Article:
“One size fits all” UAS rules may be difficult to implement; SMS requirement would design specifics to reach on-going Safety

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No single set of FARs can possibly cover all of the potential applications, but there is an FAA accepted procedure which may provide a tested mechanism which can fill the interstices between the written rule and the actual proposed operation.

The enormity of the design of the UAS regulatory regime is demonstrated by the above three images. The pictures are still photography and do not convey the extreme expanding motions which this industry is experiencing. Thus, it is not surprising that the critics within and without the FAA are vocal in their criticism of the slow development and dissemination of these rules.

So many circumstances, defined by the commercial and personal potential uses, must be included in the regulatory strictures. At the time of the issuance of the UAS safety rules, the FAA would have to be prescient to incorporate all of the controls needed to minimize the risks posed by all of the uses of all of the UAS aircraft for a future filled with blazing evolution. How then, can this be accomplished when the horizons are so diverse and subject to such change?

This enormous set of future flights can be defined in generic terms of

· uses (both recreational and business),

· sizes of the UAS aircraft,

· technical capabilities (sense and avoid, etc.),

· places of operation,

· ground situation beneath the operational areas,

· day/night flights,

· weather conditions,

· pilot skills,

· specific mission,

· etc.

At the time of issuance of the final rules, as well as at the time of the FAA’s current grant of exemptions, the agency staff cannot possibly anticipate all of the detailed points which should be specified in the set of safety controls. The FAA internal critics are in some ways correct; any regulatory coverage of the UAS industry will likely have “holes”. It is virtually impossible to anticipate all of the potential issues of safety on an a priori basis.

How to fill the gap between the safety structure established by the FAA’s regulations/exemption and the myriad of potential operational conditions? The FAA created Safety Management System as a tool for individual operators to identify issues and develop proactive solutions to them. Any “gap” in the safety precautions can be closed in a two-step process.

· First, commercial operators would be required to use the pre-existing, promulgated rules as their base.

· Second, the FAA grant of authority would then add a precondition that the operator, under the exacting discipline of SMS, must assess the specific issues which need further structure or systems or procedures.

The SMS process currently examines where and how existing FARs and company practices/procedures need to be enhanced. Applying this same rubric to UAS commercial operators, supported by MITRE qualified SMS implementation and training companies, will create the comprehensive safety net which characterizes the FAA’s historical standards.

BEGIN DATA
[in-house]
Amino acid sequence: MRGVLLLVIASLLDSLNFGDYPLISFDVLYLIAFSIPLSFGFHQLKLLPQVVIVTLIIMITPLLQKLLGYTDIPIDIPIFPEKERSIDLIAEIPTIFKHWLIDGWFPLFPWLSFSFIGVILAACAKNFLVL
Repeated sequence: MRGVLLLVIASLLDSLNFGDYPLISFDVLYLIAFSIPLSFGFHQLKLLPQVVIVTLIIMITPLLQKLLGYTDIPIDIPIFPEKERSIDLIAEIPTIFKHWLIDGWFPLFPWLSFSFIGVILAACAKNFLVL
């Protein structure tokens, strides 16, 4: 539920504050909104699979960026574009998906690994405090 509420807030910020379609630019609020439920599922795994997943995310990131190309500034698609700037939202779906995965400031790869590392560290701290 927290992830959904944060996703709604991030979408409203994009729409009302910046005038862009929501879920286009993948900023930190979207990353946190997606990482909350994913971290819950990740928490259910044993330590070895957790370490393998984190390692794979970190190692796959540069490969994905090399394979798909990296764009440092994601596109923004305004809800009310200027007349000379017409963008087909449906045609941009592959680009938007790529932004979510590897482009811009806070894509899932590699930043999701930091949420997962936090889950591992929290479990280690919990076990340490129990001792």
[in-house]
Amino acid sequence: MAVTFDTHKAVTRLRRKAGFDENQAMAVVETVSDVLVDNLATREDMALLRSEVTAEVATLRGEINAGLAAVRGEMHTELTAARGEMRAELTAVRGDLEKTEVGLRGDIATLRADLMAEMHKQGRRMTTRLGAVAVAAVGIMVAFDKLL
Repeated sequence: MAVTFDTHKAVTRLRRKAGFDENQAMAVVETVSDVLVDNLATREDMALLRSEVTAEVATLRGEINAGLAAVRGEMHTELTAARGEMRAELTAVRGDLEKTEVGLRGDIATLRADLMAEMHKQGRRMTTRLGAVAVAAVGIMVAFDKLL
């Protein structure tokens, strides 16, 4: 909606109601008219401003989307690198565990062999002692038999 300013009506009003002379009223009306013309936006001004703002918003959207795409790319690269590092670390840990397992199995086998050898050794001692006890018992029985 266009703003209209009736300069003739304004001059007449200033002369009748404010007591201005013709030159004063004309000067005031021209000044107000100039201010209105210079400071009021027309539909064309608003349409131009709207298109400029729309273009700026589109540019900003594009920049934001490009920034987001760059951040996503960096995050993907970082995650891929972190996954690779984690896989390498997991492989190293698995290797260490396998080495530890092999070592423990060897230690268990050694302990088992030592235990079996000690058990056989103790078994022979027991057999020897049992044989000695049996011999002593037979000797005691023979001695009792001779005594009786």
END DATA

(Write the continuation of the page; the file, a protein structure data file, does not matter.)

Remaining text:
The UAS rules may not create specific requirements for every potential use. [Given the dynamic nature of the UAS technology and business uses, perhaps the FAA CANNOT anticipate all possible risks.] SMS is designed to find those interstices and fill them in.

Further, since the discipline is not static, SMS’ process will demand continuous improvement. These advances will come from

· the lessons learned,

· constant reassessment of the data produced by the initial operations and

· a process which involves all who are part of the flights.

The FAA is aware of the SMS actions which will create benefits in two dimensions. First, the safety regulator will have oversight of what is being done and second, the FAA staff can share advancements with other UAS operators. For example, as new technology (i.e. “sense and avoid”) is introduced, the operator will have to use SMS to realign its safety processes and the FAA will see how the innovation is incorporated. Historically, the addition of some new operational capability sometimes required the FAA to initiate an NPRM with the potential for substantial delays.

It is, indeed, daunting or even impossible for the regulator to anticipate what safety challenges are posed in issuance of a final rule which has such future, expansive applicability. The extensive breadth of the equipment, uses, operational environments, etc. makes it impossible for “a one size fits all” set of regulations for all of the future UAS flights. The alternative proposed here is

  • · to set a baseline of rules/standards which would apply to all and
  • · then have SMS make the unique adjustments which are needed.

By so doing those unanticipated and/or new risks can be addressed on a timely basis.

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1 Comment on "“One size fits all” UAS rules may be difficult to implement; SMS requirement would design specifics to reach on-going Safety"

  1. So how can I get tracking device for my brother.

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